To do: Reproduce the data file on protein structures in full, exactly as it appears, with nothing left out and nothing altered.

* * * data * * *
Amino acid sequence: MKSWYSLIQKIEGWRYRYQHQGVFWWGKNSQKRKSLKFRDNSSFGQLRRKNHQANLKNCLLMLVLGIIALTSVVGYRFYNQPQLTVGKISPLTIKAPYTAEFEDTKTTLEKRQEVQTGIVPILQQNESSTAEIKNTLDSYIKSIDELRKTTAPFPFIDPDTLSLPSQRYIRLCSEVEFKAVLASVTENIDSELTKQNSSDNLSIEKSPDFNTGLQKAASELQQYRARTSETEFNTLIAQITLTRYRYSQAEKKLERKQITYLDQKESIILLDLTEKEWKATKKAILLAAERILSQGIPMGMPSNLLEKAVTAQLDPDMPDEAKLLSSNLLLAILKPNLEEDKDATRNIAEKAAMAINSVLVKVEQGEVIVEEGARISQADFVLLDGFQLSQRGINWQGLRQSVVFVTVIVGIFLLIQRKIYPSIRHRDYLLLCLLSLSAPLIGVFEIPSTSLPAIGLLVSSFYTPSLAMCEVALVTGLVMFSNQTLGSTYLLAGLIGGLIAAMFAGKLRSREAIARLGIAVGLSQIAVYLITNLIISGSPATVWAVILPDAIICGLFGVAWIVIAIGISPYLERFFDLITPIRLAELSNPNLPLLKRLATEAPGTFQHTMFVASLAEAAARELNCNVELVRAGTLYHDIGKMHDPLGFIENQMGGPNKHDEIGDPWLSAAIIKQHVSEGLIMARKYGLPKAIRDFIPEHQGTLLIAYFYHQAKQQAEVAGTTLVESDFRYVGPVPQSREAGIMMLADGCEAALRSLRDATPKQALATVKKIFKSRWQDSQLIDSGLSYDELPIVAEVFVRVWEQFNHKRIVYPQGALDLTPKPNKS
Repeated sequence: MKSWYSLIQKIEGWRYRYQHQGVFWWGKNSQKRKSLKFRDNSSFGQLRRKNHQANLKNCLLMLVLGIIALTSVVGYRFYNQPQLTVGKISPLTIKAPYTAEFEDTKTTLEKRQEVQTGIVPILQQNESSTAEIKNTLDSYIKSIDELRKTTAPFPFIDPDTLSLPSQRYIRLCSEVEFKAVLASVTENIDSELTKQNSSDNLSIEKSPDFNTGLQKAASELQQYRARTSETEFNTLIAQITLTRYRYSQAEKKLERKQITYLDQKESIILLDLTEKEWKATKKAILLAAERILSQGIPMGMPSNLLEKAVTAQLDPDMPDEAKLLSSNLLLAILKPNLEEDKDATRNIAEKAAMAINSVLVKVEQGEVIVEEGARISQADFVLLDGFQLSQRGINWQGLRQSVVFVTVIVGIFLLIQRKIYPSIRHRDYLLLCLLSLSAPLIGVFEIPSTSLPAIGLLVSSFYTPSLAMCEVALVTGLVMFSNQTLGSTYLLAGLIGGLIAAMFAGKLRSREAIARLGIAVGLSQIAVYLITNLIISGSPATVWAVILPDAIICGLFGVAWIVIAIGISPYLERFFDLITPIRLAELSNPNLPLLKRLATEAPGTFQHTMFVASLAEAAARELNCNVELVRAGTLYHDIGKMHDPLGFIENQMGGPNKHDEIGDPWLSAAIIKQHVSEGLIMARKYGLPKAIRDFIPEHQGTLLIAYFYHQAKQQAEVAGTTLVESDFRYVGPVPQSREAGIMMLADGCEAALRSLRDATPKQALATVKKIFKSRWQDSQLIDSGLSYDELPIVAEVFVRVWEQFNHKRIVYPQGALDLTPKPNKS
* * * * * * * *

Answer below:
Amino acid sequence: MKSWYSLIQKIEGWRYRYQHQGVFWWGKNSQKRKSLKFRDNSSFGQLRRKNHQANLKNCLLMLVLGIIALTSVVGYRFYNQPQLTVGKISPLTIKAPYTAEFEDTKTTLEKRQEVQTGIVPILQQNESSTAEIKNTLDSYIKSIDELRKTTAPFPFIDPDTLSLPSQRYIRLCSEVEFKAVLASVTENIDSELTKQNSSDNLSIEKSPDFNTGLQKAASELQQYRARTSETEFNTLIAQITLTRYRYSQAEKKLERKQITYLDQKESIILLDLTEKEWKATKKAILLAAERILSQGIPMGMPSNLLEKAVTAQLDPDMPDEAKLLSSNLLLAILKPNLEEDKDATRNIAEKAAMAINSVLVKVEQGEVIVEEGARISQADFVLLDGFQLSQRGINWQGLRQSVVFVTVIVGIFLLIQRKIYPSIRHRDYLLLCLLSLSAPLIGVFEIPSTSLPAIGLLVSSFYTPSLAMCEVALVTGLVMFSNQTLGSTYLLAGLIGGLIAAMFAGKLRSREAIARLGIAVGLSQIAVYLITNLIISGSPATVWAVILPDAIICGLFGVAWIVIAIGISPYLERFFDLITPIRLAELSNPNLPLLKRLATEAPGTFQHTMFVASLAEAAARELNCNVELVRAGTLYHDIGKMHDPLGFIENQMGGPNKHDEIGDPWLSAAIIKQHVSEGLIMARKYGLPKAIRDFIPEHQGTLLIAYFYHQAKQQAEVAGTTLVESDFRYVGPVPQSREAGIMMLADGCEAALRSLRDATPKQALATVKKIFKSRWQDSQLIDSGLSYDELPIVAEVFVRVWEQFNHKRIVYPQGALDLTPKPNKS
Repeated sequence: MKSWYSLIQKIEGWRYRYQHQGVFWWGKNSQKRKSLKFRDNSSFGQLRRKNHQANLKNCLLMLVLGIIALTSVVGYRFYNQPQLTVGKISPLTIKAPYTAEFEDTKTTLEKRQEVQTGIVPILQQNESSTAEIKNTLDSYIKSIDELRKTTAPFPFIDPDTLSLPSQRYIRLCSEVEFKAVLASVTENIDSELTKQNSSDNLSIEKSPDFNTGLQKAASELQQYRARTSETEFNTLIAQITLTRYRYSQAEKKLERKQITYLDQKESIILLDLTEKEWKATKKAILLAAERILSQGIPMGMPSNLLEKAVTAQLDPDMPDEAKLLSSNLLLAILKPNLEEDKDATRNIAEKAAMAINSVLVKVEQGEVIVEEGARISQADFVLLDGFQLSQRGINWQGLRQSVVFVTVIVGIFLLIQRKIYPSIRHRDYLLLCLLSLSAPLIGVFEIPSTSLPAIGLLVSSFYTPSLAMCEVALVTGLVMFSNQTLGSTYLLAGLIGGLIAAMFAGKLRSREAIARLGIAVGLSQIAVYLITNLIISGSPATVWAVILPDAIICGLFGVAWIVIAIGISPYLERFFDLITPIRLAELSNPNLPLLKRLATEAPGTFQHTMFVASLAEAAARELNCNVELVRAGTLYHDIGKMHDPLGFIENQMGGPNKHDEIGDPWLSAAIIKQHVSEGLIMARKYGLPKAIRDFIPEHQGTLLIAYFYHQAKQQAEVAGTTLVESDFRYVGPVPQSREAGIMMLADGCEAALRSLRDATPKQALATVKKIFKSRWQDSQLIDSGLSYDELPIVAEVFVRVWEQFNHKRIVYPQGALDLTPKPNKS